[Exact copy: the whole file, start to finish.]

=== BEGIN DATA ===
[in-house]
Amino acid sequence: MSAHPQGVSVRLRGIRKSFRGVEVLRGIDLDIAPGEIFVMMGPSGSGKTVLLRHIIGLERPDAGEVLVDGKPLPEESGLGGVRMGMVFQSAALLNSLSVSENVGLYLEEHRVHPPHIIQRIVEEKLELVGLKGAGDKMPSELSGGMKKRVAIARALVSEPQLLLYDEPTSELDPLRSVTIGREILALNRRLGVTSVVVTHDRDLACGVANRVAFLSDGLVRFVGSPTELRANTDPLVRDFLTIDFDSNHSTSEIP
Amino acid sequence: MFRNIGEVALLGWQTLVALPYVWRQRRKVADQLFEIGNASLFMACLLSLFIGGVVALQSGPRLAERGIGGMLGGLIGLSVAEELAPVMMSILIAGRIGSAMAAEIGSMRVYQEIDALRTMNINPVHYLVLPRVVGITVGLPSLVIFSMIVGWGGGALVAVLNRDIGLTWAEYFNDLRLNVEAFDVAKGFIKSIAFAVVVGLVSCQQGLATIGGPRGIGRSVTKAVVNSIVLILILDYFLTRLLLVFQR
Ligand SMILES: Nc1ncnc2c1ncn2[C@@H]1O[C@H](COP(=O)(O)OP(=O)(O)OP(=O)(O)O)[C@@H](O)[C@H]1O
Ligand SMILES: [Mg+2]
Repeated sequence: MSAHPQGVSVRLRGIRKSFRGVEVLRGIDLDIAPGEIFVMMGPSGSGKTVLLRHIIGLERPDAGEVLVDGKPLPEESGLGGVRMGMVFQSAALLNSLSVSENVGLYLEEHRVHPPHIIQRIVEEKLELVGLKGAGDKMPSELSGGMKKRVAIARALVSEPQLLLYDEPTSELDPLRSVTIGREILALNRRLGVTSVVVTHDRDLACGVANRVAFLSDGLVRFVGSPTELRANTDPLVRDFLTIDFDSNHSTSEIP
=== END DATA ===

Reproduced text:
[in-house]
Amino acid sequence: MSAHPQGVSVRLRGIRKSFRGVEVLRGIDLDIAPGEIFVMMGPSGSGKTVLLRHIIGLERPDAGEVLVDGKPLPEESGLGGVRMGMVFQSAALLNSLSVSENVGLYLEEHRVHPPHIIQRIVEEKLELVGLKGAGDKMPSELSGGMKKRVAIARALVSEPQLLLYDEPTSELDPLRSVTIGREILALNRRLGVTSVVVTHDRDLACGVANRVAFLSDGLVRFVGSPTELRANTDPLVRDFLTIDFDSNHSTSEIP
Amino acid sequence: MFRNIGEVALLGWQTLVALPYVWRQRRKVADQLFEIGNASLFMACLLSLFIGGVVALQSGPRLAERGIGGMLGGLIGLSVAEELAPVMMSILIAGRIGSAMAAEIGSMRVYQEIDALRTMNINPVHYLVLPRVVGITVGLPSLVIFSMIVGWGGGALVAVLNRDIGLTWAEYFNDLRLNVEAFDVAKGFIKSIAFAVVVGLVSCQQGLATIGGPRGIGRSVTKAVVNSIVLILILDYFLTRLLLVFQR
Ligand SMILES: Nc1ncnc2c1ncn2[C@@H]1O[C@H](COP(=O)(O)OP(=O)(O)OP(=O)(O)O)[C@@H](O)[C@H]1O
Ligand SMILES: [Mg+2]
Repeated sequence: MSAHPQGVSVRLRGIRKSFRGVEVLRGIDLDIAPGEIFVMMGPSGSGKTVLLRHIIGLERPDAGEVLVDGKPLPEESGLGGVRMGMVFQSAALLNSLSVSENVGLYLEEHRVHPPHIIQRIVEEKLELVGLKGAGDKMPSELSGGMKKRVAIARALVSEPQLLLYDEPTSELDPLRSVTIGREILALNRRLGVTSVVVTHDRDLACGVANRVAFLSDGLVRFVGSPTELRANTDPLVRDFLTIDFDSNHSTSEIP